The President of the United Steel Workers served notice yesterday that his union would resist any attempt by the Carter administration to impose an arbitrary standard for wage increases as part of a toughened anti-inflation program.
Lloyd McBride said any limit in the neighborhood of 7 percent a year, the level Carter's economic advisers reportedly are considering, would "diminish" the real standard of living of American workers."
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Prices have been rising at a rate in excess of 9 percent this year.
President Carter has yet to announce a revised anti-inflation campaign, although his advisers have nearly put the finishing touches on one and expect to present it to the president later this week. The program will continue to be voluntary, although the government is expected to use some "carrots and sticks" to help ensure compliance.
McBride said he is particularly concerned about a 7 percent standard because that would erode cost-of-living protection in steel and other labor contracts.
But McBride's critisms, which came in a press conference preceding the union's biennial convention here, were muted.He said steel workers want "to cooperate" as much as they can with any administration efforts to fight inflation.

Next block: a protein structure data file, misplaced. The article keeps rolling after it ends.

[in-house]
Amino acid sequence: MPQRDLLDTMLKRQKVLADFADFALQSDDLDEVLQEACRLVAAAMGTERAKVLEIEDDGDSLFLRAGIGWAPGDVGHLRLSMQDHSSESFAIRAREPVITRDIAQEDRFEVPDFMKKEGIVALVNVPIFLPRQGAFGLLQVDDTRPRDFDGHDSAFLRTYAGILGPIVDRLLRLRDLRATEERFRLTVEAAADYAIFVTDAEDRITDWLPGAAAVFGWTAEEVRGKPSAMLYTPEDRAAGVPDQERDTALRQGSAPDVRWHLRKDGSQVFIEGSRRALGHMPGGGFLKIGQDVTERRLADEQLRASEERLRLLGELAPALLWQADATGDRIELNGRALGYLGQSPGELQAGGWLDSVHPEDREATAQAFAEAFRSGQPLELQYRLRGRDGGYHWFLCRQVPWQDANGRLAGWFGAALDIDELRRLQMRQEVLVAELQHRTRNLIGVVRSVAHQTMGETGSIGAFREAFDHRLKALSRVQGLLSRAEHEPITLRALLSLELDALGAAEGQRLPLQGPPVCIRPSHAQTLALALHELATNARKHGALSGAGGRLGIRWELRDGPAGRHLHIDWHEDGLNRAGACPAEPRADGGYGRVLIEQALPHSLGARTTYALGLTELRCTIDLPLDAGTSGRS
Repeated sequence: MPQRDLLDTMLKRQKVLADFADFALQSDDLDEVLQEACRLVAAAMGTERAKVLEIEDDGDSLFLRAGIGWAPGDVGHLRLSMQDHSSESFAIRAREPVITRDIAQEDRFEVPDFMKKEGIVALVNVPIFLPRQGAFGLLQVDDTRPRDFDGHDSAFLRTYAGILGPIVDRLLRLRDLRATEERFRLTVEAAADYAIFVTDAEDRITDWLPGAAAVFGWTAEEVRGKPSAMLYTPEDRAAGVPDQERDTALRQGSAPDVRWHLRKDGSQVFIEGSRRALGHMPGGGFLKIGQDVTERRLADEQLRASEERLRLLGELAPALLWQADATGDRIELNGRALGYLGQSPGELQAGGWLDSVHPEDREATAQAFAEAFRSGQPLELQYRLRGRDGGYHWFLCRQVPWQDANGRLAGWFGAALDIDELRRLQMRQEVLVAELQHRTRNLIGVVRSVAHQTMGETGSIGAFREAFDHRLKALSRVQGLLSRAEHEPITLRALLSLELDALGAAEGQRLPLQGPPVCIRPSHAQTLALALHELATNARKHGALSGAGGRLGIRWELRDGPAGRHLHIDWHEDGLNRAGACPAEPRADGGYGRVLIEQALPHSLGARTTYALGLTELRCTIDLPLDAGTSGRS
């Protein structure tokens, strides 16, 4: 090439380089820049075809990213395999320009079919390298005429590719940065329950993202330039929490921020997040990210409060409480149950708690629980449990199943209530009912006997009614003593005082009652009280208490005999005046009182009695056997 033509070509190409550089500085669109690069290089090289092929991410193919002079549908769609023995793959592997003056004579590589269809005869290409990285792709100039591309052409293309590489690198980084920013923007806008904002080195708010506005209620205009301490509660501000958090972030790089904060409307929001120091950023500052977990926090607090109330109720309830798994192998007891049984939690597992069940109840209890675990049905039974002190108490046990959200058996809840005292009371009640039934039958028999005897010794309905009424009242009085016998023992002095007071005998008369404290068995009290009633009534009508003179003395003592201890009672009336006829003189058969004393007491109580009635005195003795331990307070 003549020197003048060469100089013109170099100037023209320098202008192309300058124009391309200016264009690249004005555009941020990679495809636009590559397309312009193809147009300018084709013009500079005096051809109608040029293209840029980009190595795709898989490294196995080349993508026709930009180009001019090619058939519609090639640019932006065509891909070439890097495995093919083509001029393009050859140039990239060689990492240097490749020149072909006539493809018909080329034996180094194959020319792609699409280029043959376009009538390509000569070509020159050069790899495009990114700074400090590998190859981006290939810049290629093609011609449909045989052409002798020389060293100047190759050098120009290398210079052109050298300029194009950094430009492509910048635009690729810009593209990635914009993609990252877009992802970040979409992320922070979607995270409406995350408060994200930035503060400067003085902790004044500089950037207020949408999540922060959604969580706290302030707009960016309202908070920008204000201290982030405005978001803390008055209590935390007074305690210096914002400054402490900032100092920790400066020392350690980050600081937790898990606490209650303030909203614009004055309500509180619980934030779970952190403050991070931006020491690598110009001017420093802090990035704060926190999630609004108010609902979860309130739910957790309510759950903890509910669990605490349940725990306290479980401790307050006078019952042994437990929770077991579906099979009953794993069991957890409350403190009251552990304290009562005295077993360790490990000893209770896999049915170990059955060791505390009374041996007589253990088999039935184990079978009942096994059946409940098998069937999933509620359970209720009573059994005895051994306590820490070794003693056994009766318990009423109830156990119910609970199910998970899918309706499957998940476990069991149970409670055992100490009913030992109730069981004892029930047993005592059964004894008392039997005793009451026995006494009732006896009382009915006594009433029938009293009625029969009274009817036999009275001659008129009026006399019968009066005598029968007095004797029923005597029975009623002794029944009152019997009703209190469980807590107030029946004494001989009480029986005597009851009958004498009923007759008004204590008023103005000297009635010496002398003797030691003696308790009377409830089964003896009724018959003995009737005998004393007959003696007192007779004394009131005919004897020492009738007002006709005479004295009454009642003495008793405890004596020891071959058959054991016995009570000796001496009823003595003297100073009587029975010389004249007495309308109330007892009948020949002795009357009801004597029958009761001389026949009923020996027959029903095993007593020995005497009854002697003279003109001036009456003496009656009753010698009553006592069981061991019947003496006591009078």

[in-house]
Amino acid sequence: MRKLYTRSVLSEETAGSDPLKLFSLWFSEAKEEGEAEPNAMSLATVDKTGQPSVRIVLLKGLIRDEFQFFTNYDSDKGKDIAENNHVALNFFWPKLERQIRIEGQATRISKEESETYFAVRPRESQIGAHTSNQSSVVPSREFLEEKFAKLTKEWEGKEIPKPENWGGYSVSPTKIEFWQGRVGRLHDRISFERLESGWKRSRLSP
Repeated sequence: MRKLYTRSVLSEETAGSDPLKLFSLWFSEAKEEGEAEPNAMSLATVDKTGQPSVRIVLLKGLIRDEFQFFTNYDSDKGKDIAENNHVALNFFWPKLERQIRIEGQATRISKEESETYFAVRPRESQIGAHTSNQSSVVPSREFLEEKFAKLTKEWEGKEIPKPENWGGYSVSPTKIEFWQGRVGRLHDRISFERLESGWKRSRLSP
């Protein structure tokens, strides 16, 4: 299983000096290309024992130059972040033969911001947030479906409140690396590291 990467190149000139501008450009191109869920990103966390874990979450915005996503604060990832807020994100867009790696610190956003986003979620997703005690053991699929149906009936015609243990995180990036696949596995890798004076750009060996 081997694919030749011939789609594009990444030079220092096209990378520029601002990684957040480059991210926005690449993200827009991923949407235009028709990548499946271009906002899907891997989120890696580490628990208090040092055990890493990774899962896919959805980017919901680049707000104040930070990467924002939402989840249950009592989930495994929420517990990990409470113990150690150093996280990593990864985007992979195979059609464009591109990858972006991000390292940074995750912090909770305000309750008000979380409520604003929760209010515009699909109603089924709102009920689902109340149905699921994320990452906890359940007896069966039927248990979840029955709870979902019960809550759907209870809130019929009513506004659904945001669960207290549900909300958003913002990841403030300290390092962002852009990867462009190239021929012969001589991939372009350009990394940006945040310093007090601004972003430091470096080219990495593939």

He noted that President Carter will address the 4,500-delegate convention Wednesday. The president had been scheduled to speak tomorrow, but he asked to push it back one day because he plans to report to Congress on the Camp David summit tomorrow.
AFL-CIO President George Meany is expected to sound a sharp criticism of any anti-inflation program that includes numerical guideposts for acceptable wage behavior when he addresses the steel workers this afternoon.
Labor Secretary Ray Marshall met secretly with Meany and other union leaders last Thursday in the Poconos in an attempt to convince the labor leader to tone down his criticisms of the anticipated anti-inflation program.
Without at least tacit cooperation from organized labor, administration officials see little hope of getting a revised program to work any better than the effort now in place. That program, announced by Carter last April, seeks voluntary cooperation from both business and labor to reduce their wage and price increases in 1978 from levels of the two preceding years.
Marshall apparently was unsuccessful in his attempts to get Meany to change his posture.
Top AFL-CIO officials say, however, Meany will avoid any personal criticism of Carter in the speech, in part because he does not want to lose any negotiating ability with the White House.
McBride told reporters yesterday he has met with administration officials and voiced his concern that a wage standard "such as that being talked about in the newspapers" would wipe out the cost-of-living protection steel workers and others have achieved in recent years.